But that doesn’t excuse channel partners from working to ensure that IT still has a role in the process. Park Place Technologies’ Sears accepts that involving IT in conversations over the introduction of new technology could “complicate the sales process, as IT tends to ask tough questions”, but it will “lead to a stronger, more confident relationship with the customer”.

The process can be business-led, but IT can help to “inform decisions about the product and service investments”, he says. Involving IT can avoid having to reinvent the wheel, guarantee core system concerns are addressed earlier in the process, and ensure a smoother transition, says Sears. 

He points out: “Channel partners have a vested interest in asking proactively about the IT perspective on a product or service, or even requesting a meeting with IT representatives to review solutions – despite the fact that doing so may sometimes extend or complicate the sales process.”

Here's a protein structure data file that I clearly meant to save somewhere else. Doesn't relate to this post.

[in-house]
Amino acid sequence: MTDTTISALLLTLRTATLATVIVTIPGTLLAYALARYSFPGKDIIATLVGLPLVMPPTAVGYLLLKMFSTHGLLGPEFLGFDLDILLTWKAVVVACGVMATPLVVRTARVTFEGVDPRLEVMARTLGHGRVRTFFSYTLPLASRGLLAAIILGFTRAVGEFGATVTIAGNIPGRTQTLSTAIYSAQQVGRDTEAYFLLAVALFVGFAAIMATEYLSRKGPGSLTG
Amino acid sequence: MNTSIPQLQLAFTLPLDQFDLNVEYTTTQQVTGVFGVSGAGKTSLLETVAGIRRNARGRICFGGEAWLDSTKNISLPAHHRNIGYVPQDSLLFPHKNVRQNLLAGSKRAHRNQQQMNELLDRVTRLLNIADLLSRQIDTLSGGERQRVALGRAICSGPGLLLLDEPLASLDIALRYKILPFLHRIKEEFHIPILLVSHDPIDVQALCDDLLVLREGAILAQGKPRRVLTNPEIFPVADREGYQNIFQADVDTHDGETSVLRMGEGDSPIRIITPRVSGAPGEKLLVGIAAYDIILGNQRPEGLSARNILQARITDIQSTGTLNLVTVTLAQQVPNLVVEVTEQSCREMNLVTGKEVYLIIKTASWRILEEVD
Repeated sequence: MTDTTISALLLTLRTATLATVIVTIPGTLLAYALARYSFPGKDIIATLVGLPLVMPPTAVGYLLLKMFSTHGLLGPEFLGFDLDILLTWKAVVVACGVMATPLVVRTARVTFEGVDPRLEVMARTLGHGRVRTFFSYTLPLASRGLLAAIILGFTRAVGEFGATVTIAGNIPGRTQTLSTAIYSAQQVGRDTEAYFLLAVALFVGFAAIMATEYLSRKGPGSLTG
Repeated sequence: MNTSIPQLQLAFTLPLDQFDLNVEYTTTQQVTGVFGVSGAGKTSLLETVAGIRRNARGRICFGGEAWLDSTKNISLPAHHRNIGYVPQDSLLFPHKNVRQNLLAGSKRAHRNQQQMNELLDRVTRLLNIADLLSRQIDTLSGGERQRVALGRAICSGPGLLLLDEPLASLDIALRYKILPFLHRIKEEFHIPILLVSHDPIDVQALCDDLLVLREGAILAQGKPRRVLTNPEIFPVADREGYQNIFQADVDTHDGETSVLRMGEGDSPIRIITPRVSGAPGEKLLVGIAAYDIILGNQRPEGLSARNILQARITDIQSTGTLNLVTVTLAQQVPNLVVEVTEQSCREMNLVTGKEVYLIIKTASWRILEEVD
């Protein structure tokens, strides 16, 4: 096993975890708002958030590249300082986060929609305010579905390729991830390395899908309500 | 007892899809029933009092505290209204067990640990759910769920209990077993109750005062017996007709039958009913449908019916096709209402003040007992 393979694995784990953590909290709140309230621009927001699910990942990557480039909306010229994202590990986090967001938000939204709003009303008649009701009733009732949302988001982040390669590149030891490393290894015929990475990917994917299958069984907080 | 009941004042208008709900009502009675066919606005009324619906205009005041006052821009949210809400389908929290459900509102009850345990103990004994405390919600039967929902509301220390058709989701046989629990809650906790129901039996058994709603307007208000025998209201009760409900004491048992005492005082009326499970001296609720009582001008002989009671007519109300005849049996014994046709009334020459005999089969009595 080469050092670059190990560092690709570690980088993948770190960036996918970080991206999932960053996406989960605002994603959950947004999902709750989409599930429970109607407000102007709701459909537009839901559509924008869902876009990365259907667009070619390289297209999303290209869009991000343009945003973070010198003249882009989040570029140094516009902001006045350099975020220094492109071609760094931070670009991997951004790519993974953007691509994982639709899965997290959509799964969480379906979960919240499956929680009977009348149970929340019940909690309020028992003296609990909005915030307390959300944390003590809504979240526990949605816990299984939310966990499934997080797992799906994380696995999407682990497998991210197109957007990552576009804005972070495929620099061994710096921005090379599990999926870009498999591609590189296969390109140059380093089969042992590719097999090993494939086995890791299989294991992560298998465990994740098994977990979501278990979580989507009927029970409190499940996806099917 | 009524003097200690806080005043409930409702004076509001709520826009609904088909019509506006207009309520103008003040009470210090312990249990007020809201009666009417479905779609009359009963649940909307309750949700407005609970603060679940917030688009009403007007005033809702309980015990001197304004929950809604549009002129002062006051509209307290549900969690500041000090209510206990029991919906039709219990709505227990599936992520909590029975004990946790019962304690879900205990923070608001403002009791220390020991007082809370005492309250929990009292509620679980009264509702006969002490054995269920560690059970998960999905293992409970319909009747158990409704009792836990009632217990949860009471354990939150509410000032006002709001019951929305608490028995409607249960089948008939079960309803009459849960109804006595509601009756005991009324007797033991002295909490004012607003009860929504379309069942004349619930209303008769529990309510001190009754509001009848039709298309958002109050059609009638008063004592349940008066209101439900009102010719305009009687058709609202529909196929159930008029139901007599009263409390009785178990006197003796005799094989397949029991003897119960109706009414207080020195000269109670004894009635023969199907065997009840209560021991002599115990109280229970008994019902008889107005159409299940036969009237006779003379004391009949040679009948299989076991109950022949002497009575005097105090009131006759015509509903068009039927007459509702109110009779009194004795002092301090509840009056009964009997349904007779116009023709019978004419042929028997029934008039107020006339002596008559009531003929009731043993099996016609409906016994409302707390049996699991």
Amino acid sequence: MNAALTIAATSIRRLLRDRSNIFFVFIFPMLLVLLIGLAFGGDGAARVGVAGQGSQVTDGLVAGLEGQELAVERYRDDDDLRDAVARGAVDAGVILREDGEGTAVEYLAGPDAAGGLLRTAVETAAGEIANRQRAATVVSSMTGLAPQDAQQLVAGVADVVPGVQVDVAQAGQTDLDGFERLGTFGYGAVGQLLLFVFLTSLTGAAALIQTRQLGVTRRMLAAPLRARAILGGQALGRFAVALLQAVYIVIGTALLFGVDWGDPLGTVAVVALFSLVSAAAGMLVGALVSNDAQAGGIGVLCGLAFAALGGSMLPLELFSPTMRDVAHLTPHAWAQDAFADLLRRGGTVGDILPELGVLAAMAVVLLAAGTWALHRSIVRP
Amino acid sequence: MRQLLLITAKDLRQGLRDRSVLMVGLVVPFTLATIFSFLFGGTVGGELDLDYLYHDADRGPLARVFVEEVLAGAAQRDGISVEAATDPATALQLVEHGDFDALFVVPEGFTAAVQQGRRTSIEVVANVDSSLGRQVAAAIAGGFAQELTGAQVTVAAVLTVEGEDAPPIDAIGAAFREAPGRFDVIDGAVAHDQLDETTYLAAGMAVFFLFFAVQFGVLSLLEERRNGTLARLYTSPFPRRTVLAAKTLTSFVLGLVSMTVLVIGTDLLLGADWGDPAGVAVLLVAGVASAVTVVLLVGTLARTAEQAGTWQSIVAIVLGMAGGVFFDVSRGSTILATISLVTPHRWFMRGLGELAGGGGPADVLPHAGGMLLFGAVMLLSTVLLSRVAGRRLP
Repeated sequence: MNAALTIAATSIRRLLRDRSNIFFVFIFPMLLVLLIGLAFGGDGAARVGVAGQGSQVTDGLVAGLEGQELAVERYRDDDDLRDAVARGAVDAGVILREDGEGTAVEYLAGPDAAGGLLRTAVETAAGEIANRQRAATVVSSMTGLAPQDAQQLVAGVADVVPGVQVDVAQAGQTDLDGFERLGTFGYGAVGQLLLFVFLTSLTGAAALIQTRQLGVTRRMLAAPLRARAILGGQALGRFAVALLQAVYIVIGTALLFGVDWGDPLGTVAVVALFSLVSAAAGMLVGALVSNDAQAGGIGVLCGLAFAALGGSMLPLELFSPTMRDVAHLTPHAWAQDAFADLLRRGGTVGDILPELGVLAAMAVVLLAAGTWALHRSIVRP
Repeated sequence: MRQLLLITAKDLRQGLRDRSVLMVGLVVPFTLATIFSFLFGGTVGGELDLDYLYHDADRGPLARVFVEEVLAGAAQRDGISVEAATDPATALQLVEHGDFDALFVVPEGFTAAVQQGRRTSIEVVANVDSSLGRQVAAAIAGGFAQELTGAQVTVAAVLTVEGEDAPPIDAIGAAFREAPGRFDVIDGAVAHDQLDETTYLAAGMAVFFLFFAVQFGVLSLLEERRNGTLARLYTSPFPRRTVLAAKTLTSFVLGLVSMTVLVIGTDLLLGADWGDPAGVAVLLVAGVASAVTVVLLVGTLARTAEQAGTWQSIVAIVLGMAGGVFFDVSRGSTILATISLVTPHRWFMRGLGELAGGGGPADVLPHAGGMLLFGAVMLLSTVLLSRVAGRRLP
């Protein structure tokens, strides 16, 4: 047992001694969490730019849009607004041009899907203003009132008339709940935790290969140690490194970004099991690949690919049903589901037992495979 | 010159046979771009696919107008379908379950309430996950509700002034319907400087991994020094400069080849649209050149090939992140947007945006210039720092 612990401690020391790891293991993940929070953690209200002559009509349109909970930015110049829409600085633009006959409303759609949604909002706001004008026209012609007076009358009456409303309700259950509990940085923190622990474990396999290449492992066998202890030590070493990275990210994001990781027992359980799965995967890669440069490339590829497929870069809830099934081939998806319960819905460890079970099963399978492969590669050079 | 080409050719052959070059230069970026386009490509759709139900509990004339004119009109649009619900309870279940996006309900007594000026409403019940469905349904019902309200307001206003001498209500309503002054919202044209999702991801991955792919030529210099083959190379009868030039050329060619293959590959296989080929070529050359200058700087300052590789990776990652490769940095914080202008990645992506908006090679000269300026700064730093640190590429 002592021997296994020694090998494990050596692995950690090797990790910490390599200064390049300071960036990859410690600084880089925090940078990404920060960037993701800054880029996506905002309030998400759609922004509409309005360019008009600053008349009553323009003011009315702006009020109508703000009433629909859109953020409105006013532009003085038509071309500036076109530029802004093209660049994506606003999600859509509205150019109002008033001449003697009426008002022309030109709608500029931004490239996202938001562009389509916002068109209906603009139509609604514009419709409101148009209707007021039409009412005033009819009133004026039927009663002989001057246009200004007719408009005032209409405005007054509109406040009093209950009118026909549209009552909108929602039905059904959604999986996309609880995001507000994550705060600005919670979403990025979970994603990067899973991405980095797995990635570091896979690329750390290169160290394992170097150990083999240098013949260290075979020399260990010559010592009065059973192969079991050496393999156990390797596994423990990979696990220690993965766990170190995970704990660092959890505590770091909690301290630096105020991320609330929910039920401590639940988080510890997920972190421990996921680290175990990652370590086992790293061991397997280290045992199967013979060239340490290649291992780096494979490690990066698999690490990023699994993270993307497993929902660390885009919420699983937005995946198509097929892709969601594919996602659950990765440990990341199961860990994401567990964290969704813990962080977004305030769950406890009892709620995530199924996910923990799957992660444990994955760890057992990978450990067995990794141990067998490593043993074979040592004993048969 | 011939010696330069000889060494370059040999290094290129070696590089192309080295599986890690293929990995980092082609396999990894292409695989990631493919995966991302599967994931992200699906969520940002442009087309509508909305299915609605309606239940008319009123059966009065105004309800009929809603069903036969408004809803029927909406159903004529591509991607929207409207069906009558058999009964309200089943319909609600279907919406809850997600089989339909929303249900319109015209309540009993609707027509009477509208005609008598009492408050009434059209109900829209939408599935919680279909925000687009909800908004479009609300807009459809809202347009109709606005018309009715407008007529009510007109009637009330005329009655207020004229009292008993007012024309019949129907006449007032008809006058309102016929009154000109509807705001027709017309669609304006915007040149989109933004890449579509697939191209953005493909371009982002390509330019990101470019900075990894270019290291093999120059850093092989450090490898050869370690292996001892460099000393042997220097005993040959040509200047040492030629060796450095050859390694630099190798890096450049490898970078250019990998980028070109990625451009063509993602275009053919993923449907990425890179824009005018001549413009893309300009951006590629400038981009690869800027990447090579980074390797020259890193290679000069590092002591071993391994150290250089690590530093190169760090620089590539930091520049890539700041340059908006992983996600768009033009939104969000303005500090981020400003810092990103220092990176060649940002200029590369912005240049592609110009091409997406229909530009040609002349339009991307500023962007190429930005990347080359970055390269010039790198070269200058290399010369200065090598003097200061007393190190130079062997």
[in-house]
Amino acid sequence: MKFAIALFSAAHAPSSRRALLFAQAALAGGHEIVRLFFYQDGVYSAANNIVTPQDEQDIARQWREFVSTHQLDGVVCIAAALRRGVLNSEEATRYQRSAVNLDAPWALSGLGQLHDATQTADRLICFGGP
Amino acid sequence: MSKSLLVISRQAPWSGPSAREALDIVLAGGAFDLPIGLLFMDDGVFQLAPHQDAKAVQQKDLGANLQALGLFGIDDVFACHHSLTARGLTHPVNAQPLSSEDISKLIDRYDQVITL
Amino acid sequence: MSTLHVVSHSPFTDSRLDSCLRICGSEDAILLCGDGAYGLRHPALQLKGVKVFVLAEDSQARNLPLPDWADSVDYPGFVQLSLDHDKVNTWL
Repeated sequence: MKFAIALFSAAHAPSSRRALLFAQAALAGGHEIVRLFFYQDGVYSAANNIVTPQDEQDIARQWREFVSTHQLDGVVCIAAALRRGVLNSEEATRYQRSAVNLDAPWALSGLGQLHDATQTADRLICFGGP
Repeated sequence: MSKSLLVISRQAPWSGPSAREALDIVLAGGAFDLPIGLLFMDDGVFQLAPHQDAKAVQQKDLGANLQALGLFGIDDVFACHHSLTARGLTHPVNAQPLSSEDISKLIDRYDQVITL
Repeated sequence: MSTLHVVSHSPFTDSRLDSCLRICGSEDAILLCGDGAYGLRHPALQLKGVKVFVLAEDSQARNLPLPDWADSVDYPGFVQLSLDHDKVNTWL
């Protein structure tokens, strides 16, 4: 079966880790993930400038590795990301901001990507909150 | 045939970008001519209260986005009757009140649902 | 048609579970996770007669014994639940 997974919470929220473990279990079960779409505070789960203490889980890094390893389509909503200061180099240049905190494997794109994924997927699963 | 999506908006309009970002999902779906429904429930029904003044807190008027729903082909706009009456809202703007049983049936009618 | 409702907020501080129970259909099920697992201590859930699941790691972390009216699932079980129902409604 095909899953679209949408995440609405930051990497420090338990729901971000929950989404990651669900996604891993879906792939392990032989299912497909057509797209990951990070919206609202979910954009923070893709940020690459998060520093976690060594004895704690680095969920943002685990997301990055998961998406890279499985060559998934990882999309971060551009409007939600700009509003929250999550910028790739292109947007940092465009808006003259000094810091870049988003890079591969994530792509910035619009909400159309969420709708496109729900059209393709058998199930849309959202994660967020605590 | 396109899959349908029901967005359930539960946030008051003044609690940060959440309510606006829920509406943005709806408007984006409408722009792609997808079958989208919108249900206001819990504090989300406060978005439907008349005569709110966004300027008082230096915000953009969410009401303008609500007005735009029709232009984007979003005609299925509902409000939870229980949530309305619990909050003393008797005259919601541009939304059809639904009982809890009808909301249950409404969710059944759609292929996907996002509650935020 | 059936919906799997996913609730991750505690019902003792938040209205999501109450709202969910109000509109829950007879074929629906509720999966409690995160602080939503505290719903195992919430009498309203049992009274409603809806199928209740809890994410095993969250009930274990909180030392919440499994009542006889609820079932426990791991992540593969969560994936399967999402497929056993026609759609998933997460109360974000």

Engaging the customer’s IT function, especially if it was not integral to the sales process, can “help fill any gaps that could otherwise create problems down the road”, says Sears.
 
In any case, he says, partners are very unlikely to be penalised “for pursuing extra due diligence and protecting the customer’s interests”, adding: “On the contrary, such a consultative sales approach will often allow a channel partner to rise to the top among the other, mostly self-interested, short-term- focused competitors.”

SolarWinds’ Johnson thinks partners can play a dual role for LOBs and IT. “Shadow IT can be intimidating and feel risky, but by approaching it in a smart way, channel partners can play an important role in enabling their customers to achieve the benefits of business-led IT while maintaining the oversight and negating the security risks,” she says.

That point is echoed by Fuze’s Groves, who says: “Channel partners are ideally placed to help businesses respond to shadow IT, bringing complete solutions that will put IT teams in control, while allowing employees to work in the way that feels natural to them and serving the requirements of the business overall.”